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      Alternate qubit design does error correction in hardware

      news.movim.eu / ArsTechnica · Friday, 9 February - 17:57

    Image of a complicated set of wires and cables hooked up to copper colored metal hardware.

    Enlarge (credit: Nord Quantique)

    There's a general consensus that performing any sort of complex algorithm on quantum hardware will have to wait for the arrival of error-corrected qubits. Individual qubits are too error-prone to be trusted for complex calculations, so quantum information will need to be distributed across multiple qubits, allowing monitoring for errors and intervention when they occur.

    But most ways of making these "logical qubits" needed for error correction require anywhere from dozens to over a hundred individual hardware qubits. This means we'll need anywhere from tens of thousands to millions of hardware qubits to do calculations. Existing hardware has only cleared the 1,000-qubit mark within the last month, so that future appears to be several years off at best.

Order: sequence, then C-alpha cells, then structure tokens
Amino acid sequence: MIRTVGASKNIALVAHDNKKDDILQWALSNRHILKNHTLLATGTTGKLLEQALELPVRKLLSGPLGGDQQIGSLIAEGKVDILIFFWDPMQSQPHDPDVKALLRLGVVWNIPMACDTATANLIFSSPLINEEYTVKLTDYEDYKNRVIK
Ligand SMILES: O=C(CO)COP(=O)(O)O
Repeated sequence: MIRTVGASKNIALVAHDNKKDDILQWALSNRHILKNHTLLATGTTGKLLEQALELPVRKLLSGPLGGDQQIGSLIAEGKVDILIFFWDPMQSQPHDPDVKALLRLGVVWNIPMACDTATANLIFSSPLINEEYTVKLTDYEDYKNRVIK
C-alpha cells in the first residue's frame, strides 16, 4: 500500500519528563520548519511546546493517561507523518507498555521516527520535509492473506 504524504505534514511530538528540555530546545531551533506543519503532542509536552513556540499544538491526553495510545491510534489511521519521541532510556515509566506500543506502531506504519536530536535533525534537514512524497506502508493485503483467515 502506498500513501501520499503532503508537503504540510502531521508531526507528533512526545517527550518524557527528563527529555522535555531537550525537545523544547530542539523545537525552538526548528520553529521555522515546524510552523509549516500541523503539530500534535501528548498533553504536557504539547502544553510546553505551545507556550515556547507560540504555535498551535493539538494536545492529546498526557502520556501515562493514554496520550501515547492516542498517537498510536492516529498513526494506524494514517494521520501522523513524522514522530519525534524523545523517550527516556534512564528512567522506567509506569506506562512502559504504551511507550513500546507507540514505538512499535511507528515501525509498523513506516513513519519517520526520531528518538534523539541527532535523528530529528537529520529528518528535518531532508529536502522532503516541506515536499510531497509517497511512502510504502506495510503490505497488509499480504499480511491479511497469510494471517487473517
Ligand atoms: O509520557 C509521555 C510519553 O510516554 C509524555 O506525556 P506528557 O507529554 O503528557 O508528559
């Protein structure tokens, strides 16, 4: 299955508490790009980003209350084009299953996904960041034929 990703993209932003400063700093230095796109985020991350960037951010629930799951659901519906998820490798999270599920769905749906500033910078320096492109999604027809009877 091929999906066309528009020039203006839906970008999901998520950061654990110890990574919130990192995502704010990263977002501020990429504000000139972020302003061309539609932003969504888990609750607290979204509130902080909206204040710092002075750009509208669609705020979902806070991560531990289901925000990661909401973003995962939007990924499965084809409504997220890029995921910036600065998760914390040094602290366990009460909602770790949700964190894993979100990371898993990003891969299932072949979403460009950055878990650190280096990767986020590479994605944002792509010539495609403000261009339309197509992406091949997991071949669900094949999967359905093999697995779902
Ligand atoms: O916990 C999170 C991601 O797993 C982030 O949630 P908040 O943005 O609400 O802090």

But on Thursday, a company called Nord Quantique announced that it had demonstrated error correction using a single qubit with a distinct hardware design. While this has the potential to greatly reduce the number of hardware qubits needed for useful error correction, the demonstration involved a single qubit—the company doesn't even expect to demonstrate operations on pairs of qubits until later this year.

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      Quantum computing startup says it will beat IBM to error correction